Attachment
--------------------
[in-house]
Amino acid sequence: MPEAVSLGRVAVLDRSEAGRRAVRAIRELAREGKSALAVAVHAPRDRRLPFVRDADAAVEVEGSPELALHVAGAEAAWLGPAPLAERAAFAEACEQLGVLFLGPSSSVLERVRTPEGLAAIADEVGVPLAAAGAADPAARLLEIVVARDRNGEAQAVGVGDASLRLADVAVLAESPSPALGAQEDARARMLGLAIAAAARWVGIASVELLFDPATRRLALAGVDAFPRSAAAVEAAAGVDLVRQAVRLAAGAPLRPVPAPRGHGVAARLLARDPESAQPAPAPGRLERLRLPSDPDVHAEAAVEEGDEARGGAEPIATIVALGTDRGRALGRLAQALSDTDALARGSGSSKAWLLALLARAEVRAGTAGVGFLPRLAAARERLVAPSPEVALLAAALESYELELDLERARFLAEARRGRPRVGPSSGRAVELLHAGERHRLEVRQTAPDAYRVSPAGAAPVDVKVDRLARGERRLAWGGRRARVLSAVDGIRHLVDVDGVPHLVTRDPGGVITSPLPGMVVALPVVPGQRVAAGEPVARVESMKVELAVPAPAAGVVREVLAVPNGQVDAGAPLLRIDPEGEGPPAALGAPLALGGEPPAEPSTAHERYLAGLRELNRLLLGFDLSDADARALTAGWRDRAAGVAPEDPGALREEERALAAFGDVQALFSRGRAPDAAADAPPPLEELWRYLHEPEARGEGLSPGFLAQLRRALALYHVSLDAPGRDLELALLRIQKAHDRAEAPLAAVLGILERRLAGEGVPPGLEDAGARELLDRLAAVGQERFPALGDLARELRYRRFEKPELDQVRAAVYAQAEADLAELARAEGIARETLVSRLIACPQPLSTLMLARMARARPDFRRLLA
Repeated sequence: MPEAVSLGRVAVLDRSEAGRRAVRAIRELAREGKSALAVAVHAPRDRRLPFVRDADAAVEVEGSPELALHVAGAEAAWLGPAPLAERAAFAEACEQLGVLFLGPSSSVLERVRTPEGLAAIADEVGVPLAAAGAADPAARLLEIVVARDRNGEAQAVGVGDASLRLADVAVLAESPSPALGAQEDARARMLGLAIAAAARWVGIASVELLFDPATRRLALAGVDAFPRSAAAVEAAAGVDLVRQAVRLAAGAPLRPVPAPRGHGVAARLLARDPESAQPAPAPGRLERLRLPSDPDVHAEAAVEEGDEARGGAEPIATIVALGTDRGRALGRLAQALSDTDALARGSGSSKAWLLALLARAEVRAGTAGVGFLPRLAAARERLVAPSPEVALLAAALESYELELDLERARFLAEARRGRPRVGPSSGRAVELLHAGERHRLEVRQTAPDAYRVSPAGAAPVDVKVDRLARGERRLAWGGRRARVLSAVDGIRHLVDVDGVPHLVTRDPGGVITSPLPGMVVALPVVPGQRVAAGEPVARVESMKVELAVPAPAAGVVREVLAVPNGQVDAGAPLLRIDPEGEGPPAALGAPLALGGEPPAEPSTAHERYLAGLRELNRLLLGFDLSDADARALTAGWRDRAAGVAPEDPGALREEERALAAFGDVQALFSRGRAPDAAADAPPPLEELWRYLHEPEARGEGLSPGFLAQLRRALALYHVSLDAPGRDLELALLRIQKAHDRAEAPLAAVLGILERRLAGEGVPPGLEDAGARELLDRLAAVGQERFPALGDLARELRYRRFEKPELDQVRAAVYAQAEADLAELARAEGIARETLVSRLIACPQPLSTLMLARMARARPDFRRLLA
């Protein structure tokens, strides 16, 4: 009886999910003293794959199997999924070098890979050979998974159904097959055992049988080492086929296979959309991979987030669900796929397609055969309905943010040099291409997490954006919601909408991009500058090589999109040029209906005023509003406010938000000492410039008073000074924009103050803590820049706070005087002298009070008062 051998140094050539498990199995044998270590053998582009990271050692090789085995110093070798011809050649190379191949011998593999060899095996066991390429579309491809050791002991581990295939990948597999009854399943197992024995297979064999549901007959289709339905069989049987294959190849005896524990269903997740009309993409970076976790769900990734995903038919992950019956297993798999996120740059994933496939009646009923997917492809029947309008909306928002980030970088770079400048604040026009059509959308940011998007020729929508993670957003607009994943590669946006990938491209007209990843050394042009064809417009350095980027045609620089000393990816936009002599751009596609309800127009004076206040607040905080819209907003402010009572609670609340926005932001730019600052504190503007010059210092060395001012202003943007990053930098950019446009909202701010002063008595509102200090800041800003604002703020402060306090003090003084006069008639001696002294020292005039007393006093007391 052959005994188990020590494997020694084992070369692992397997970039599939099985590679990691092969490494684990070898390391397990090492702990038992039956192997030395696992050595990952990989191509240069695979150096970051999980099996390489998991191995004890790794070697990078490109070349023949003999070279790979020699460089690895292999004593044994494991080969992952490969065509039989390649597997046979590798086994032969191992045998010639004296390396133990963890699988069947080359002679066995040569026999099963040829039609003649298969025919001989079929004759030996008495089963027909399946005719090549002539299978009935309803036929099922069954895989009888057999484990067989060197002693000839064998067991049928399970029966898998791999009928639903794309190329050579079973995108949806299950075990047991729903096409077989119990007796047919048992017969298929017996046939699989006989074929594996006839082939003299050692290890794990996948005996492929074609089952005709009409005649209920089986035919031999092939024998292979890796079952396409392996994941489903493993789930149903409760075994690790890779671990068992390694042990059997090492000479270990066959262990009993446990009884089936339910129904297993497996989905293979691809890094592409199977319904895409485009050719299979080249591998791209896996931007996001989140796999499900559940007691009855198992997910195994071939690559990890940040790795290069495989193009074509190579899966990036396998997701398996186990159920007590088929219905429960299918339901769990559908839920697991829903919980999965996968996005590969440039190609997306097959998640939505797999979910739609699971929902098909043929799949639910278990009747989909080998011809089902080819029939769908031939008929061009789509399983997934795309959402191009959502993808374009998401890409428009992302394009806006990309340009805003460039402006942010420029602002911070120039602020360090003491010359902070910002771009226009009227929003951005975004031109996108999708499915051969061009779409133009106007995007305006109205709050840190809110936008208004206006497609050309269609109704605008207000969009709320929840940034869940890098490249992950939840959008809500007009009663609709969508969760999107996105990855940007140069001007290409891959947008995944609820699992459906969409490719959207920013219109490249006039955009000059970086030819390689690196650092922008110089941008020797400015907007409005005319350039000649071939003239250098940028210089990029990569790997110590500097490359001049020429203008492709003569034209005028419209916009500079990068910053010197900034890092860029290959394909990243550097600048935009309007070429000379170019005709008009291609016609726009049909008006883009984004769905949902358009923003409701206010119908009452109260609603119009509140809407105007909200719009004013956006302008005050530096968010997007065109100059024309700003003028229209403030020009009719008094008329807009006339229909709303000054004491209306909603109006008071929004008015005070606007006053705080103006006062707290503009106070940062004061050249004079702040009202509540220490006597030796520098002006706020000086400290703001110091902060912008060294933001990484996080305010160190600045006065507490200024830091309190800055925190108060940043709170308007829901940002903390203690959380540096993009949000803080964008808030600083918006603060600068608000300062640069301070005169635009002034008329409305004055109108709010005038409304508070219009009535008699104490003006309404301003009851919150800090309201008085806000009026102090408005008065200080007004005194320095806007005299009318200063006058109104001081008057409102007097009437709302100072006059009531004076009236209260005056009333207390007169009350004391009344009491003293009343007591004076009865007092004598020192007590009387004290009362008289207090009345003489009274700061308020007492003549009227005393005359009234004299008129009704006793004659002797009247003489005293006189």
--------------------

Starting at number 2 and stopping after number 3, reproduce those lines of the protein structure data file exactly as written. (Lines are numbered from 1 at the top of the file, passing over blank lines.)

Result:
Amino acid sequence: MPEAVSLGRVAVLDRSEAGRRAVRAIRELAREGKSALAVAVHAPRDRRLPFVRDADAAVEVEGSPELALHVAGAEAAWLGPAPLAERAAFAEACEQLGVLFLGPSSSVLERVRTPEGLAAIADEVGVPLAAAGAADPAARLLEIVVARDRNGEAQAVGVGDASLRLADVAVLAESPSPALGAQEDARARMLGLAIAAAARWVGIASVELLFDPATRRLALAGVDAFPRSAAAVEAAAGVDLVRQAVRLAAGAPLRPVPAPRGHGVAARLLARDPESAQPAPAPGRLERLRLPSDPDVHAEAAVEEGDEARGGAEPIATIVALGTDRGRALGRLAQALSDTDALARGSGSSKAWLLALLARAEVRAGTAGVGFLPRLAAARERLVAPSPEVALLAAALESYELELDLERARFLAEARRGRPRVGPSSGRAVELLHAGERHRLEVRQTAPDAYRVSPAGAAPVDVKVDRLARGERRLAWGGRRARVLSAVDGIRHLVDVDGVPHLVTRDPGGVITSPLPGMVVALPVVPGQRVAAGEPVARVESMKVELAVPAPAAGVVREVLAVPNGQVDAGAPLLRIDPEGEGPPAALGAPLALGGEPPAEPSTAHERYLAGLRELNRLLLGFDLSDADARALTAGWRDRAAGVAPEDPGALREEERALAAFGDVQALFSRGRAPDAAADAPPPLEELWRYLHEPEARGEGLSPGFLAQLRRALALYHVSLDAPGRDLELALLRIQKAHDRAEAPLAAVLGILERRLAGEGVPPGLEDAGARELLDRLAAVGQERFPALGDLARELRYRRFEKPELDQVRAAVYAQAEADLAELARAEGIARETLVSRLIACPQPLSTLMLARMARARPDFRRLLA
Repeated sequence: MPEAVSLGRVAVLDRSEAGRRAVRAIRELAREGKSALAVAVHAPRDRRLPFVRDADAAVEVEGSPELALHVAGAEAAWLGPAPLAERAAFAEACEQLGVLFLGPSSSVLERVRTPEGLAAIADEVGVPLAAAGAADPAARLLEIVVARDRNGEAQAVGVGDASLRLADVAVLAESPSPALGAQEDARARMLGLAIAAAARWVGIASVELLFDPATRRLALAGVDAFPRSAAAVEAAAGVDLVRQAVRLAAGAPLRPVPAPRGHGVAARLLARDPESAQPAPAPGRLERLRLPSDPDVHAEAAVEEGDEARGGAEPIATIVALGTDRGRALGRLAQALSDTDALARGSGSSKAWLLALLARAEVRAGTAGVGFLPRLAAARERLVAPSPEVALLAAALESYELELDLERARFLAEARRGRPRVGPSSGRAVELLHAGERHRLEVRQTAPDAYRVSPAGAAPVDVKVDRLARGERRLAWGGRRARVLSAVDGIRHLVDVDGVPHLVTRDPGGVITSPLPGMVVALPVVPGQRVAAGEPVARVESMKVELAVPAPAAGVVREVLAVPNGQVDAGAPLLRIDPEGEGPPAALGAPLALGGEPPAEPSTAHERYLAGLRELNRLLLGFDLSDADARALTAGWRDRAAGVAPEDPGALREEERALAAFGDVQALFSRGRAPDAAADAPPPLEELWRYLHEPEARGEGLSPGFLAQLRRALALYHVSLDAPGRDLELALLRIQKAHDRAEAPLAAVLGILERRLAGEGVPPGLEDAGARELLDRLAAVGQERFPALGDLARELRYRRFEKPELDQVRAAVYAQAEADLAELARAEGIARETLVSRLIACPQPLSTLMLARMARARPDFRRLLA